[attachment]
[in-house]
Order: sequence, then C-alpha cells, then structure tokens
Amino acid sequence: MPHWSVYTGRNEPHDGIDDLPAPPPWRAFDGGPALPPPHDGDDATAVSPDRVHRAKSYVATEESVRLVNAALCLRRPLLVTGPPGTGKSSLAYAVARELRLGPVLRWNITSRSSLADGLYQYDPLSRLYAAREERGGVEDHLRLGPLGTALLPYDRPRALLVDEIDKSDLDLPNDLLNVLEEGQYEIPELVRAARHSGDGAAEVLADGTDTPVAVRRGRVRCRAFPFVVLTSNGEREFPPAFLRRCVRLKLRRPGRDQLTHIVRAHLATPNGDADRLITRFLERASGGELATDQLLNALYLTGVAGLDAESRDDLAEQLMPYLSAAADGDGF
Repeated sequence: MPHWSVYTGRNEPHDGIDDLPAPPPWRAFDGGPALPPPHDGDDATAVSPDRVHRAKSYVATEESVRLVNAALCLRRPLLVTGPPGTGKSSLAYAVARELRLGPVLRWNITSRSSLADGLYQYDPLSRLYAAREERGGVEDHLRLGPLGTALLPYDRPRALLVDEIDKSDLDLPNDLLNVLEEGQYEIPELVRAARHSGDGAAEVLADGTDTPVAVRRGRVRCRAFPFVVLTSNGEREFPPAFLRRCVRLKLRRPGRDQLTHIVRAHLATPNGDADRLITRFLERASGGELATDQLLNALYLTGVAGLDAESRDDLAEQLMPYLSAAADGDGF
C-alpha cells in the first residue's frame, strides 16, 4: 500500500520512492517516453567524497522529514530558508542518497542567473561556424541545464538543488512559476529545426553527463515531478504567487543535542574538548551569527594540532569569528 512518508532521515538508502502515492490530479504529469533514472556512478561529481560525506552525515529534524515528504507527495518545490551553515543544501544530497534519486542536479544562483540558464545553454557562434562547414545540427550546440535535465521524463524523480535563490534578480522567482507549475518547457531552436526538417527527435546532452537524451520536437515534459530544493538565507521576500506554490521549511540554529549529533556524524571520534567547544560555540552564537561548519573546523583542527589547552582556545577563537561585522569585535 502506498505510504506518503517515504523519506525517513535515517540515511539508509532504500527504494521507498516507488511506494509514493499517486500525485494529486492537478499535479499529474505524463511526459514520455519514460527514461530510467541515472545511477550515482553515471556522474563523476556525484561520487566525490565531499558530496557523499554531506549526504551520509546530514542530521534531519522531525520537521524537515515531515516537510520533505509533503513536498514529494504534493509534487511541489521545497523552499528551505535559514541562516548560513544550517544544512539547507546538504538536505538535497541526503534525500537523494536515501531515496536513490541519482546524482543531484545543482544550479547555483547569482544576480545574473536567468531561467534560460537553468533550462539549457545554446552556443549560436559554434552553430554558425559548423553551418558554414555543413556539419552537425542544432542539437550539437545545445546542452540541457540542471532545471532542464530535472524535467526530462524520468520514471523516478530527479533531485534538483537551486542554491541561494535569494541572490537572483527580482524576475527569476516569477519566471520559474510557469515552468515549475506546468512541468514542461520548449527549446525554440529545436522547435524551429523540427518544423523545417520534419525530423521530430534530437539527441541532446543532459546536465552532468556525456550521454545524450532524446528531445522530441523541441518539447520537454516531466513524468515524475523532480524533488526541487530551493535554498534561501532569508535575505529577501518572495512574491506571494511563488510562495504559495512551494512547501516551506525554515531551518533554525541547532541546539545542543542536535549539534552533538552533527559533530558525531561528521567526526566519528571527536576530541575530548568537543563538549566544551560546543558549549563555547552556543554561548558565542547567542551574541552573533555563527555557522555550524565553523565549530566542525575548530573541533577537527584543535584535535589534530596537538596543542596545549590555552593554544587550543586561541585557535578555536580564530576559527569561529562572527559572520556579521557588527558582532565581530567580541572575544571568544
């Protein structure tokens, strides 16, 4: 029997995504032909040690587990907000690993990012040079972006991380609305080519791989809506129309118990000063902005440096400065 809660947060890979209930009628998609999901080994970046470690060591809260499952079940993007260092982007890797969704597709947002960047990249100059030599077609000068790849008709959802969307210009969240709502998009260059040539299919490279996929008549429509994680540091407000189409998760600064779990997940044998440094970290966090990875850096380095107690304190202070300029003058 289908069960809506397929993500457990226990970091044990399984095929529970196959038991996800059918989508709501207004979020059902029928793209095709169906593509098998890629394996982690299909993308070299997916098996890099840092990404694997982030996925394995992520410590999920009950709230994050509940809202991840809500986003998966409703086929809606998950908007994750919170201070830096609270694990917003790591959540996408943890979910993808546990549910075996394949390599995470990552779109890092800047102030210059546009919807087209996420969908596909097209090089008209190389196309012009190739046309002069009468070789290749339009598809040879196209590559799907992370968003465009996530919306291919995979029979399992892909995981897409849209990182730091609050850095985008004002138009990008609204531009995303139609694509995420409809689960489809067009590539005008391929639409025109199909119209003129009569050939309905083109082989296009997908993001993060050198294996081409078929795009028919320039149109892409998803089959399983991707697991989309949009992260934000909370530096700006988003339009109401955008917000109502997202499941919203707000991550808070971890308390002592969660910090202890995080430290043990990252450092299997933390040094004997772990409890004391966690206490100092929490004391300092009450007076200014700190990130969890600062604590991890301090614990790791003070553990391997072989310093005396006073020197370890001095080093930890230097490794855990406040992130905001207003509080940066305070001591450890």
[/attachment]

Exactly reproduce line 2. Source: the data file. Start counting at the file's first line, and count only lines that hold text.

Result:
Order: sequence, then C-alpha cells, then structure tokens